"How many years will I need to digest Mexico? How many lifetimes must I have lived to comprehend it? But one consolation is left and it suffices me. I need not more than a minute to love it." -- Erico Verissimo

I RETURN TO los Estados Unidos Mexicanos -- land of Moctezuma -- from time to time on assignment, and it is always an adventure. For Mexico, if approached with a receptive mind, turns travel into an experience in living.

Our Latin neighbor, a centuries-old mix of pre-Columbian Indian root, Spanish rule and Mexican uniqueness, is a kaleidoscopic, contrast-filled country. It can tantalize with its mystery, excite with flamboyant variety, surprise with vitality, dismay with poverty, educate with history and culture, and repay friendliness with warmth. Happily -- since their nation and ours share a common border -- we gringos are especially welcome.

But which Mexico is your taco? There are many Mexicos: Mexico City (originally Tenochtitlan), Cuernavaca, Taxco, Acapulco, Puebla, Guanajuato, Guadalajara, Oaxaca, Merida, Cancun . . . Teotihuacan, Monte Alban, Chicen-Itza . . . From sophisticated, problem-prone capital to preserved colonial area to sunny beach resort to impressive ruins and artifacts of ancient civilizations such as the Toltec, Aztec, Zapotec, Maya.

The language is Spanish, richly expressive, melodious and (some say) more beautifully spoken than anywhere else in Latin America, or even in Spain. If you know only "gracias" and "adios," though, you need fear. English is generally understood on the tourist trail, but the polite Mexicans will not take offense or make snide remarks if you mangle their language.

At the Universidad Nacional Autonoma de Mexico, a grandmotherly profesora once patiently admonished me:

"Remember, 'El Papa' is the pope, 'el papa' is the father, and 'la papa' is the potato. Please don't mix them up!"

Mexican music, from mariachi brass to gentle strings, speaks a language all Americans can understand. Some of our loveliest ballards, "standards" that have given us pleasure for decades and put to shame the short-lived inanities that now often pass for pop songs, were actually written by Mexican composers and later given English lyrics.

Jose de la Cruz Porfirio Diaz Mori, that crusty, lavishly mustachioed general who ruled Mexico as a dictator for more than 30 years -- until the Revolution of 1910 forced him into retirement at 80 -- is credited with coining the cynical phrase "Pobre Mexico, tan lejos je Dios y tan cerca de Los Estados Unidos" (Poor Mexico, so far from God and so close to the Unites States). It is true, of course, that Mexico still remembers bitter incidents of internal interference by this country in the distant past. Indeed, the new 5,000-peso bill (about $220 U.S.) depicts Chapultepec Castle in Mexico City and the six teen-age military students who died there while fighting U.S. troops during the 1847 invasion of Mexico. (One youth wrapped himself in the Mexican flag and defiantly threw himself off a parapet rather than surrender. The Day of the Heroic Children, Sept. 13, is a Mexican holiday.)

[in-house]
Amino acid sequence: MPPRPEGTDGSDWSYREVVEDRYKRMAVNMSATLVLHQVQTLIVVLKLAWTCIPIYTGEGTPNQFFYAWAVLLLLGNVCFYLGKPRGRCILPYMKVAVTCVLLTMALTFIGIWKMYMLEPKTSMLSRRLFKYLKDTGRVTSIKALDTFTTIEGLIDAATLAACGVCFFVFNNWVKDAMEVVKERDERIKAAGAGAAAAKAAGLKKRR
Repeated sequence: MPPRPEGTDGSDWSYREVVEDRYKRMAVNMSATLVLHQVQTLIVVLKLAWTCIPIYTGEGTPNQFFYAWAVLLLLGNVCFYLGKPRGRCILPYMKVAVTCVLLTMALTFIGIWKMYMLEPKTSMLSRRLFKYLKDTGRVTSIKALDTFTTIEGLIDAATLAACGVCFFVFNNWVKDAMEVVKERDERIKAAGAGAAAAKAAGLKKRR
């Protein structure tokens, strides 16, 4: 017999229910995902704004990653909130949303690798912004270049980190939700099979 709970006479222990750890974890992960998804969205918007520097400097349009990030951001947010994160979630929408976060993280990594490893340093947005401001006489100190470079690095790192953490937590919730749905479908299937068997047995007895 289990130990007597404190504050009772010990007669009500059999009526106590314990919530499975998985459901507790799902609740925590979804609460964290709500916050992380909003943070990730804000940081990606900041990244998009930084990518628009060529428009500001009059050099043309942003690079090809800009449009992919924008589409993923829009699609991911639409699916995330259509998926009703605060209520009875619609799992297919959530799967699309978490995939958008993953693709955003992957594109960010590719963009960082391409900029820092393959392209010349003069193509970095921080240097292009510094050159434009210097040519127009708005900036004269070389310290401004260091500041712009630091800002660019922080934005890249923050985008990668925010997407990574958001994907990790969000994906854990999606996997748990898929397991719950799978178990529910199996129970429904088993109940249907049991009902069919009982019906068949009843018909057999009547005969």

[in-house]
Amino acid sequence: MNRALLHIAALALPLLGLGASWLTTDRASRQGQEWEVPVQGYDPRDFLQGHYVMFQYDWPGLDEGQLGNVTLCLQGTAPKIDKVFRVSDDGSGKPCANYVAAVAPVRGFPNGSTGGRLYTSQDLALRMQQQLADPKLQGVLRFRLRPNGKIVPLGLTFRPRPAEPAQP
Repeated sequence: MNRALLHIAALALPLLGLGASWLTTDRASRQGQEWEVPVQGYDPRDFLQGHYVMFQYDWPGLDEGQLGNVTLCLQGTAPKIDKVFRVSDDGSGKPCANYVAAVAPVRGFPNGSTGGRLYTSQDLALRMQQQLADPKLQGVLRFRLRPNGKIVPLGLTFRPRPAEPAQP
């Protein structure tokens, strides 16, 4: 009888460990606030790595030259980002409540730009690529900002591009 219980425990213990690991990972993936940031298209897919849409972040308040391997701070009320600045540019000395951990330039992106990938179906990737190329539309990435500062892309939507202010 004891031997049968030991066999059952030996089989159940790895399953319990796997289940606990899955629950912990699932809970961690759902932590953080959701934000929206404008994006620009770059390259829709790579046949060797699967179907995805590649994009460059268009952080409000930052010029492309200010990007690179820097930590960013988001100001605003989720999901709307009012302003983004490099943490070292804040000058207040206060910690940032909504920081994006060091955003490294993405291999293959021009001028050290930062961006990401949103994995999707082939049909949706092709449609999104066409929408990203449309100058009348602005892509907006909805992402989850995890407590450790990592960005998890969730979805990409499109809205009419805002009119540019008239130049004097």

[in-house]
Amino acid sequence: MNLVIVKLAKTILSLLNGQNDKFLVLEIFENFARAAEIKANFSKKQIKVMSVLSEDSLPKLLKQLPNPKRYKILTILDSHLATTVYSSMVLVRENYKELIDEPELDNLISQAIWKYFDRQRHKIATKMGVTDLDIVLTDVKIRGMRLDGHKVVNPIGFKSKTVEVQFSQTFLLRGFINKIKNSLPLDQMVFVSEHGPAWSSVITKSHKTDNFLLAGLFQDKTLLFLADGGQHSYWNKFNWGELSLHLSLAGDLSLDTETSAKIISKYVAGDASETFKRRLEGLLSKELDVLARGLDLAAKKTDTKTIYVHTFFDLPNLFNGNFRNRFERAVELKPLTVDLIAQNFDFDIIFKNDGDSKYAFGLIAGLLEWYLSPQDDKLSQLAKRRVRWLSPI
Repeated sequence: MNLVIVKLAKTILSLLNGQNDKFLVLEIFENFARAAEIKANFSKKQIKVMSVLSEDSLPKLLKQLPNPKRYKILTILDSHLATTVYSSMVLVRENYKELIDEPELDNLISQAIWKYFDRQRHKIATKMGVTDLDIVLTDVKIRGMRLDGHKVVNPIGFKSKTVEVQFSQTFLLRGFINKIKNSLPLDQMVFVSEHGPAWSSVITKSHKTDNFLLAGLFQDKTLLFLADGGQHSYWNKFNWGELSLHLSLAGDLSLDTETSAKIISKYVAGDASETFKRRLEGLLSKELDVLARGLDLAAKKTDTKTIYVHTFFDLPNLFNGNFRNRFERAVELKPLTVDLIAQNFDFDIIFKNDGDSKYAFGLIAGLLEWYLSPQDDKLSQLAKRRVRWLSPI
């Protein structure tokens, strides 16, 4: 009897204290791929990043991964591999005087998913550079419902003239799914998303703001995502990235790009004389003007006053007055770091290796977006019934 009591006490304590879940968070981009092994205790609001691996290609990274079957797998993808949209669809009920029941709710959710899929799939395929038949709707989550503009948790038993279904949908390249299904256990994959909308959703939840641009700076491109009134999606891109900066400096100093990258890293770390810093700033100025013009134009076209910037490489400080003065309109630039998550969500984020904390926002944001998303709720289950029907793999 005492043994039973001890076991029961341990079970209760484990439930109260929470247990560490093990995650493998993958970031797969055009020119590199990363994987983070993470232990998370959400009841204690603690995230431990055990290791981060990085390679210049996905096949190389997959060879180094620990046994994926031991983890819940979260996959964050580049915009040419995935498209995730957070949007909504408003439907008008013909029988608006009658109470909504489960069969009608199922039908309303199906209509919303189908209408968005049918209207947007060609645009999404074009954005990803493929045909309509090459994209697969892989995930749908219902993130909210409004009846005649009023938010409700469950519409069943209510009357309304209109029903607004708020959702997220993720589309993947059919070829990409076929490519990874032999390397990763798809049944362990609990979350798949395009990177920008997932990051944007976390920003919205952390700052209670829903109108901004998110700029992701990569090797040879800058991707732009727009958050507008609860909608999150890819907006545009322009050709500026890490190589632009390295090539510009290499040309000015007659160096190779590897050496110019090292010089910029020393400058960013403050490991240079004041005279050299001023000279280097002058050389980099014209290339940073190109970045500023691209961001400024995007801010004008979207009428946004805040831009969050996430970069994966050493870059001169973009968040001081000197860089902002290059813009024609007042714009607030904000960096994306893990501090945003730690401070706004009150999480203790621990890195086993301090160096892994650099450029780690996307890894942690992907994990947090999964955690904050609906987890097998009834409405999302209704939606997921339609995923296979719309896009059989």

Most fortunately -- for both countries -- such proud awareness of a troubled history has not been allowed to become dangerous recrimination in the present.

Don Porfirio, if alive today, would be amazed to discover that Mexican tourism, "la industria sin chimineas" (the industry without smokestacks) last year drew a record 4.2 million visitors, of which approximately 3 million were Americans. And while only 2.6 million Mexicans visited the United States in 1980, they greatly helped our balance of payments because they spent the same amount here as we spent there: $2.5 billion.

For the more financially oriented and perhaps less romantic traveler, there are still good dollars-and-cents reasons for vacationing in Mexico at this time if your food and lodging demands are reasonable. Though inflation has hurt the average Mexican far worse than the American, and prices for accommodations and food have naturally risen sharply (a fact particularly noticeable at luxury hotels and restaurants), you currently get about 23 pesos for each dollar. Also, the U.S. Congress recently removed restrictions on income tax deductions for conventions held in Mexico. This may help raise the total number of American visitors after the 10 percent decline last year from 1979.

But if your primary reason for heading south of the border is to save a buck, you will be shortchanging yourself if you are unaware of all that Mexico offers. As the popular saying goes: "Como Mexico, no hay dos" (There is only one Mexico).